A massive fiscal initiative for citizens announced by King Abdullah of Saudi Arabia has boosted confidence in the domestic economy and this would push imports to 2008 record levels this year, the Gulf Kingdom’s largest bank said.
Letters of credit (LCs) issued in the world’s top oil exporter surge by nearly 14.3 per cent to SR32.6 billion in the first two months of 2011 following a sharp rise in oil prices and the country’s output, National Commercial Bank (NCB) said.
“As an oil exporter, Saudi relies heavily on imported goods. This can lead to the assumption that LCs are an indicator of future consumer spending,” NCB said in a study sent to Emirates 24/7 on Tuesday.
“Settled LCs rose by a staggering 14.3 per cent in the first two months of 2011. Increasing confidence in the economy, particularly boosted by the latest royal decrees, has pushed businesses to import more products into the country. We also expect the total amount of settled LCs for 2011 to exceed SAR200 billion and come close to 2008’s record high of SR212.4 billion.”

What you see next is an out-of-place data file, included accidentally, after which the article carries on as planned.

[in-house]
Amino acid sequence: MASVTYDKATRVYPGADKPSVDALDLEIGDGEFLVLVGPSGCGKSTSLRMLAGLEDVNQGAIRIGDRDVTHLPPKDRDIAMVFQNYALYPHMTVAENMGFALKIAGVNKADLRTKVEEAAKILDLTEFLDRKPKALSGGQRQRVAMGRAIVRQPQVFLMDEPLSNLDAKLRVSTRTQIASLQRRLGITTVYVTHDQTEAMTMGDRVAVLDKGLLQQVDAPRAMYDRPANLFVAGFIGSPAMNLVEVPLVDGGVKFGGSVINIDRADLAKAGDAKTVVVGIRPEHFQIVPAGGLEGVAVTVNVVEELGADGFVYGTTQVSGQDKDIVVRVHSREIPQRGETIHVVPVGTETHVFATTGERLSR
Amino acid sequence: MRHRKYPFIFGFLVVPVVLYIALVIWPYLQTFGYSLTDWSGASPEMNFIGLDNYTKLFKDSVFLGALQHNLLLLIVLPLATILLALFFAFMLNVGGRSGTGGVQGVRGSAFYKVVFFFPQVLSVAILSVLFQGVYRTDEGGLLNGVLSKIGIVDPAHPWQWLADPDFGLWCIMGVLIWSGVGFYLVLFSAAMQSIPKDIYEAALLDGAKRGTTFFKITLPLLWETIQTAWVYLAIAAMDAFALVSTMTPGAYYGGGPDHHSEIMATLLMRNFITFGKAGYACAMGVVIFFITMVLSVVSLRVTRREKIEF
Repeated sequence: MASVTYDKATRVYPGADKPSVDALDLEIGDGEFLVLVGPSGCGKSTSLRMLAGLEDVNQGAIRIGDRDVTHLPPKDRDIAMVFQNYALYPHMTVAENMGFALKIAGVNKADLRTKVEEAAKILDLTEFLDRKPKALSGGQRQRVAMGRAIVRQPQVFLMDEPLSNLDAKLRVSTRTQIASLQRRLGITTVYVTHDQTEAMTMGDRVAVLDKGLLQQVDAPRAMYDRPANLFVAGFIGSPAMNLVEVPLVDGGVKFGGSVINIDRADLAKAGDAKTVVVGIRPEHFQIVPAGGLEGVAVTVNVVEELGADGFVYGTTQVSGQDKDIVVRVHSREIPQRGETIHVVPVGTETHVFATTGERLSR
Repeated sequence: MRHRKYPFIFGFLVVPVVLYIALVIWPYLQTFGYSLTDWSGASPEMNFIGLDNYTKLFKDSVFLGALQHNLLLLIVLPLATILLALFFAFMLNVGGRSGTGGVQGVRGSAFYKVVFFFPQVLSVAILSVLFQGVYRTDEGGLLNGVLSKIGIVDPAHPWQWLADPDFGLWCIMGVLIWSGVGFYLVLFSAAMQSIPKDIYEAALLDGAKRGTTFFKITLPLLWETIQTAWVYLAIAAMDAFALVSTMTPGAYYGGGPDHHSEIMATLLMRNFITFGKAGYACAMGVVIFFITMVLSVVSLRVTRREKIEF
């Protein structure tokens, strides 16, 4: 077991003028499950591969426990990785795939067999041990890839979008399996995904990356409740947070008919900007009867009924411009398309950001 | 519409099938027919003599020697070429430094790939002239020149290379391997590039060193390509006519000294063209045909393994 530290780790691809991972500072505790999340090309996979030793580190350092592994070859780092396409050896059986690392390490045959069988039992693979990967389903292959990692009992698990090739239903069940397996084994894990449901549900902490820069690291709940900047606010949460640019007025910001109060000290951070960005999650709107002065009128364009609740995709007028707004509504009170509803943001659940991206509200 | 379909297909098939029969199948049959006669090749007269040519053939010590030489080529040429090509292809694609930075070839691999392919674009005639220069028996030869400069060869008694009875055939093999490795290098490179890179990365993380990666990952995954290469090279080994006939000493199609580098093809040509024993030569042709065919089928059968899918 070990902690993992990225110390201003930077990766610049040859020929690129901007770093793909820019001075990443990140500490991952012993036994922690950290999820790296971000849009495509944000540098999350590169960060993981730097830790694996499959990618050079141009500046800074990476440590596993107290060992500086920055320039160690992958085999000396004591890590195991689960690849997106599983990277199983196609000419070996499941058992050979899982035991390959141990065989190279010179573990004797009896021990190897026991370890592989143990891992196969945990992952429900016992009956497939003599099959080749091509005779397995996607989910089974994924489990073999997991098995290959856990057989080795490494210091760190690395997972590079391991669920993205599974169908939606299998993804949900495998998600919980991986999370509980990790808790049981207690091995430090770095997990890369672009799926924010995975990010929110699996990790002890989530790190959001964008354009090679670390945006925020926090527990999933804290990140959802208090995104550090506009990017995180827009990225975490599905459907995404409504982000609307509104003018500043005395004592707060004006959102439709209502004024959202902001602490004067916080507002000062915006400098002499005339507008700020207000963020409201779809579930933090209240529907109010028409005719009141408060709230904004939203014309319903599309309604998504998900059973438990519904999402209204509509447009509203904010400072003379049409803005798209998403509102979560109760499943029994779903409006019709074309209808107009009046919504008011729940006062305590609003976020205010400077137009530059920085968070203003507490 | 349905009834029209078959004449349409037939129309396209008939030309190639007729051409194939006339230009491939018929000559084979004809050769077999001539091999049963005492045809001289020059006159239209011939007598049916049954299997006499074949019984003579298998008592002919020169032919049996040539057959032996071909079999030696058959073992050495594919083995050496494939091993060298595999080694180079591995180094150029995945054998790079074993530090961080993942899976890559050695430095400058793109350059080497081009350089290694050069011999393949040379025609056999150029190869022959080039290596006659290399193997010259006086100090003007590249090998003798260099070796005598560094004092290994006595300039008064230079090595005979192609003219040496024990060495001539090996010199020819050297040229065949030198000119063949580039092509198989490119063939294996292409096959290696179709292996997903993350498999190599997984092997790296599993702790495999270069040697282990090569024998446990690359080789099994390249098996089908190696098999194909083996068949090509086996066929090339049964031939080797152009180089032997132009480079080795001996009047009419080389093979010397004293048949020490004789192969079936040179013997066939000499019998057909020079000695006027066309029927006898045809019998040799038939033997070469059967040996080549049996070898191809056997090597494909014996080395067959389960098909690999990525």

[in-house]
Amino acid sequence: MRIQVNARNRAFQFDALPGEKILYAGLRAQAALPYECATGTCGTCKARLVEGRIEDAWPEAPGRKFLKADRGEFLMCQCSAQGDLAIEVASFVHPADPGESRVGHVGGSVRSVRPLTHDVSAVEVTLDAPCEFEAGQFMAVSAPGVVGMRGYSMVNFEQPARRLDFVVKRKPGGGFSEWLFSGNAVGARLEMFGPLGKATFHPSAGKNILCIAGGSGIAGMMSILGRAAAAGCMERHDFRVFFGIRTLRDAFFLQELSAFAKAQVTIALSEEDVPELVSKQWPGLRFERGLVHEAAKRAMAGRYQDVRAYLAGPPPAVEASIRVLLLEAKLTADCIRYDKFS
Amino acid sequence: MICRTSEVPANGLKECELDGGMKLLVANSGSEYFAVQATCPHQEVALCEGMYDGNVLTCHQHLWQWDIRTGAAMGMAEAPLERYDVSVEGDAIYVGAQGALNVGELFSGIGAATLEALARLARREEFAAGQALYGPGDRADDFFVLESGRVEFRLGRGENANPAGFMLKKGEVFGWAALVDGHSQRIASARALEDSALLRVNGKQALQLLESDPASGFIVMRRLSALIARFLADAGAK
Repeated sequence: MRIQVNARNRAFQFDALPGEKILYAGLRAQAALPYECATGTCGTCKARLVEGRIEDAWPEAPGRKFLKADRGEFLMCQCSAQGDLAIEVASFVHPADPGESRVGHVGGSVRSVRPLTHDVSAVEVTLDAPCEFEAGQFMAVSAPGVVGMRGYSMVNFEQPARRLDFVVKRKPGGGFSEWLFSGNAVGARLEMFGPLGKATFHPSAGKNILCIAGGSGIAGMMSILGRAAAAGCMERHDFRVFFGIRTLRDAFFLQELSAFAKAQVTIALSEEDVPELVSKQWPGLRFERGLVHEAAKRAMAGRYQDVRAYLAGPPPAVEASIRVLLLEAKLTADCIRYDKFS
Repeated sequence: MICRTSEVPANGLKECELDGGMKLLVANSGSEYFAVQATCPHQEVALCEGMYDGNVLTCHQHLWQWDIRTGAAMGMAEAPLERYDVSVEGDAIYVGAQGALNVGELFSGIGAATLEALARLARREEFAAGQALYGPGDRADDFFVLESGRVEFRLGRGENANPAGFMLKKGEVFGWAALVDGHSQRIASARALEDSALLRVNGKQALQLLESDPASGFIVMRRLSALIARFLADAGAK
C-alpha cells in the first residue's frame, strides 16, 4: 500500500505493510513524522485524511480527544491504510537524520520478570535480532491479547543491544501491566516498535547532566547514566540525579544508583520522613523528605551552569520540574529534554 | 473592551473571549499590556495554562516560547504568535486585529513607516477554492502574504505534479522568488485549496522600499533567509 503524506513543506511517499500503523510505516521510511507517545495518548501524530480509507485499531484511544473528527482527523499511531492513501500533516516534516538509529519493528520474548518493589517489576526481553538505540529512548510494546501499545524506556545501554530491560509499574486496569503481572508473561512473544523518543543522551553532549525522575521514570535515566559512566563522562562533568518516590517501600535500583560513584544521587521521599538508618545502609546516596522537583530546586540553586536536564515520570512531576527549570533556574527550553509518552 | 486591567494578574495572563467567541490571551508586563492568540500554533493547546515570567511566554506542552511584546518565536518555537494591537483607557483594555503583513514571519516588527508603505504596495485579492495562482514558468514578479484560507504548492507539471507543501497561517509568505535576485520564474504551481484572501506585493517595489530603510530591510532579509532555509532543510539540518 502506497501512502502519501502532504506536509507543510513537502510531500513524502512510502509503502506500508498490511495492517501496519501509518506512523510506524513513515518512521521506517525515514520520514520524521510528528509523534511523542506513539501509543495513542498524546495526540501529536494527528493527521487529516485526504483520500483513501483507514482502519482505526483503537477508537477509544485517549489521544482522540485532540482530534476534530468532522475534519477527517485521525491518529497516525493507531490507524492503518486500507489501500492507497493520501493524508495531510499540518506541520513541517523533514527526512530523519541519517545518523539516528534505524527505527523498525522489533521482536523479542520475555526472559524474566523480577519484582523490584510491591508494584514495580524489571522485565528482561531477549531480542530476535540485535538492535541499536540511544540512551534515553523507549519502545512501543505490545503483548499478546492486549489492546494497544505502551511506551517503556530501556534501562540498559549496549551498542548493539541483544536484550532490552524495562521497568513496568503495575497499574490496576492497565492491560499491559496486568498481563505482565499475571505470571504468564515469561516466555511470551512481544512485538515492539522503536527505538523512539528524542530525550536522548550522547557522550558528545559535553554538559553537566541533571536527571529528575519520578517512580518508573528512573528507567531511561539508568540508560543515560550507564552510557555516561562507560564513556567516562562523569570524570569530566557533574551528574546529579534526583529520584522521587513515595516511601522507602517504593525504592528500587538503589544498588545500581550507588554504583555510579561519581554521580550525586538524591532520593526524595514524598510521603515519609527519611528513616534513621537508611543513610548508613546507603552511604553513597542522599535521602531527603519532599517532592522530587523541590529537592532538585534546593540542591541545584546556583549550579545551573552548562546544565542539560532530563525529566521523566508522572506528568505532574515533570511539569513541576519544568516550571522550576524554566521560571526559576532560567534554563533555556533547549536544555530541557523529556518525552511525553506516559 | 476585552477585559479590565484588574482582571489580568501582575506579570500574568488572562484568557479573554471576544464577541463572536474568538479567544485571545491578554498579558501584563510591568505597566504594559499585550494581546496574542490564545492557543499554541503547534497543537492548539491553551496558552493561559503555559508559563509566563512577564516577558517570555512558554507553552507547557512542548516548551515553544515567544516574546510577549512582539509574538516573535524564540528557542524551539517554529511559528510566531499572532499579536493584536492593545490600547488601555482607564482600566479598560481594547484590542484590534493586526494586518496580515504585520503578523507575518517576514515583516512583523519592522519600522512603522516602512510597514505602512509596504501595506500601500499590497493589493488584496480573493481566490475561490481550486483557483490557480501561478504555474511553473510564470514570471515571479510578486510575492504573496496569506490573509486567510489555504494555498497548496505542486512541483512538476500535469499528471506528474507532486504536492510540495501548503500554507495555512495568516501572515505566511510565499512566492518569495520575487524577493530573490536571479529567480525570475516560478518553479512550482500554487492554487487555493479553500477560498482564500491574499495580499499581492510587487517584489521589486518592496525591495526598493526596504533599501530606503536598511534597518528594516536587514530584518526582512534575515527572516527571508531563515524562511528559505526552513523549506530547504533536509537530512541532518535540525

The report showed building materials took the lead in imports, with a huge 36.5 per cent gain over the same period, in line with recapitalization of Real Estate Development Fund by SR40 billion which is going through the “first batch” of 20,000 loans that amount to SR10 billion.
Additionally, Saudi Credit and Savings bank has an extra SR20 billion which resulted in 141,500 real estate loans to be issued.
Motor vehicles rose by a relatively humble 19 per cent as new models are introduced to the market. Furthermore, newly opened LCs have also gained by 8.5 per cent, indicating future market needs.
“Similarly, the main gainers in the first two months of this year are motor vehicles and building materials with 46.1 and 21.5 per cent, respectively.”
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